The Zimmer NexGen Knee replacement system, overall, is advertised as affording to the patient greater flexibility—a boon for patients who tend to remain far more active in their twilight years than a previous generation. However, some products in the Zimmer NexGen family, such as the Zimmer NexGen CR-Flex Porous Femoral component, have proven to be troublesome. The prosthetic joint can allegedly loosen, and according to the June 23 issue of the Daily Record in Rochester, New York—revision surgery has the potential to be even less successful, and is usually more invasive than the first.
Lawsuits alleging a defect in specific Zimmer knee implants have emerged in three states. According to the Daily Record, a petition has been filed seeking a ruling on consolidation of the cases before a multidistrict litigation (MDL) panel.
The Daily Record reports that various law firms have noticed a great deal of activity online and in blogs, as frustrated patients vent about their Zimmer NexGen troubles. Those patients may have discovered the findings of a Zimmer consultant, who last year delivered a paper to the American Association of Orthopedic Surgeons.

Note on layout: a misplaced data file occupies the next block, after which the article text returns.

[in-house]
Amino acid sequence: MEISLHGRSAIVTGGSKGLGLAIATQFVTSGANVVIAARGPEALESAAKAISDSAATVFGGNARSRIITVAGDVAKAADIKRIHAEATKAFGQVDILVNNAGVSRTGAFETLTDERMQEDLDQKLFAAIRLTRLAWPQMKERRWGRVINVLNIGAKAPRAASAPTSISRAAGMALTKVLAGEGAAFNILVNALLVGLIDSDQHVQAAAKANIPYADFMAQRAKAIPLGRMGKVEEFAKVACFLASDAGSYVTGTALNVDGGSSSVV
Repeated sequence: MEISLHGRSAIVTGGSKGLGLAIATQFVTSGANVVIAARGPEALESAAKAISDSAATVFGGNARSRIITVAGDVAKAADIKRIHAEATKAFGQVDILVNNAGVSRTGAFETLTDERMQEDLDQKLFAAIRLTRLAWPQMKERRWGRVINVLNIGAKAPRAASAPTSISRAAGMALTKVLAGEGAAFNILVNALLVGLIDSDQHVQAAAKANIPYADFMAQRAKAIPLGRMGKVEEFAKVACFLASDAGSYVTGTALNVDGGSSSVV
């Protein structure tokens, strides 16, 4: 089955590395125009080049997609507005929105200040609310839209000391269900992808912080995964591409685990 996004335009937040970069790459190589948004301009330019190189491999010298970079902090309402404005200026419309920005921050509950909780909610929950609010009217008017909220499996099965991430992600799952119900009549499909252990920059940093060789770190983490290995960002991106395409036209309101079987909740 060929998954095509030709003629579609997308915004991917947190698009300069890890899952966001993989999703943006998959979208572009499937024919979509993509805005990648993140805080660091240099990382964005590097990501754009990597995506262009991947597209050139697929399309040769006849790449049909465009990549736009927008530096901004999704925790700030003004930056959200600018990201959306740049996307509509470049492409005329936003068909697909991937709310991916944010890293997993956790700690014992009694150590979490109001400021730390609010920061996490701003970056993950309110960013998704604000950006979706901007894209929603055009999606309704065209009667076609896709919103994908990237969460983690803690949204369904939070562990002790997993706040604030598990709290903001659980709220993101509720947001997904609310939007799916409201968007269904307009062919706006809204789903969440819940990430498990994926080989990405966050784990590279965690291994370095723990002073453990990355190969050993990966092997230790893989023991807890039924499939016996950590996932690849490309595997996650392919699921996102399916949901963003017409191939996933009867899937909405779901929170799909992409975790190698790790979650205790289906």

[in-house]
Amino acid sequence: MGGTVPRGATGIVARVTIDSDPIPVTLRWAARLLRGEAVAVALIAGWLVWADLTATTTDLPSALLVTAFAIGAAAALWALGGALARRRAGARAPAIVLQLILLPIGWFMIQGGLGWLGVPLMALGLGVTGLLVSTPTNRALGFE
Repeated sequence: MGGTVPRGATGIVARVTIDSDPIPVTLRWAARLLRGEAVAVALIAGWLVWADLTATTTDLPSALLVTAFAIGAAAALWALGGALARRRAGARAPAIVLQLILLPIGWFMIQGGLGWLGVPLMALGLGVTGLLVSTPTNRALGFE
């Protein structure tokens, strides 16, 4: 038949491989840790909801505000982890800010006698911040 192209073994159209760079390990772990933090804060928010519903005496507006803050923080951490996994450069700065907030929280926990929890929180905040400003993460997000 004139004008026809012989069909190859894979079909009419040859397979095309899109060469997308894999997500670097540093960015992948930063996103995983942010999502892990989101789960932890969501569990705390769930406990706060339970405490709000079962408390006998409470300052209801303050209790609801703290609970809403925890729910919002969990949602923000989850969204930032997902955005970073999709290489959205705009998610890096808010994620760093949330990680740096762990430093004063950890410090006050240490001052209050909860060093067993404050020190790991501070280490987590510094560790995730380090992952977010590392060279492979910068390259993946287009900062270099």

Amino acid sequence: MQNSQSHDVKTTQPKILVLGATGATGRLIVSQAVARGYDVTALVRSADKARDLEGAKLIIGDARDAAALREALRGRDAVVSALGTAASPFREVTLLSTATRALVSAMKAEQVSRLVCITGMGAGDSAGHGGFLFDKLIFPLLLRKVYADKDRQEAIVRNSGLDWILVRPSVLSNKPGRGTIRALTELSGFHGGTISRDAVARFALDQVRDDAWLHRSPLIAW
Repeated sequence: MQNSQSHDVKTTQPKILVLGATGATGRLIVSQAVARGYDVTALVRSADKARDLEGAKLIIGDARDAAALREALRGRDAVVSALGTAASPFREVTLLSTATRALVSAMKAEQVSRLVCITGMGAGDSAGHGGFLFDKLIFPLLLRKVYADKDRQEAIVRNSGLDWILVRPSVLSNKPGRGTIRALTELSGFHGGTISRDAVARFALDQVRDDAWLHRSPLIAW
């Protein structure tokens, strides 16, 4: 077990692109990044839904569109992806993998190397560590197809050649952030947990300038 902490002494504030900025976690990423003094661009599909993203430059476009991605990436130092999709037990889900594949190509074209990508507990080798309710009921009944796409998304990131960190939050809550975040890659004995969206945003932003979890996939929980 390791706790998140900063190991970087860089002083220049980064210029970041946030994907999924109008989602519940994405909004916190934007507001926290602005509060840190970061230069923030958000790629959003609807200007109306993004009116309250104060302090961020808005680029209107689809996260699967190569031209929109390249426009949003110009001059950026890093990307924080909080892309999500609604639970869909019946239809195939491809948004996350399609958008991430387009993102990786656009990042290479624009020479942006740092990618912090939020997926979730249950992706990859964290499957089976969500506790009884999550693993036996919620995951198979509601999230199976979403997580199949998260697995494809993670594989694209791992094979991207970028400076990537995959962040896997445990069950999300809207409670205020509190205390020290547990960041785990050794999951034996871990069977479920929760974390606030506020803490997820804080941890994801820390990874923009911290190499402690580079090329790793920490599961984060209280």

Dr. Richard Berger found that 36 percent of patients who received a Zimmer NexGen knee presented with signs that the artificial joint had begun to loosen within the first year. Of those, nine percent required revision surgery.
READ MORE ZIMMER NEXGEN LEGAL NEWS
Procedures such as hip and knee replacement require a reasonable period for healing, during which time patients are often unable to work at their jobs. A revision surgery so soon following primary surgery can carry various employment and financial hardships for the patient.
The current set of lawsuits claim that Zimmer allowed a defective product onto the market, and failed to warn patients or doctors about the potential risks and alleged high failure rate associated with certain components inherent with Zimmer NexGen Knee Replacement.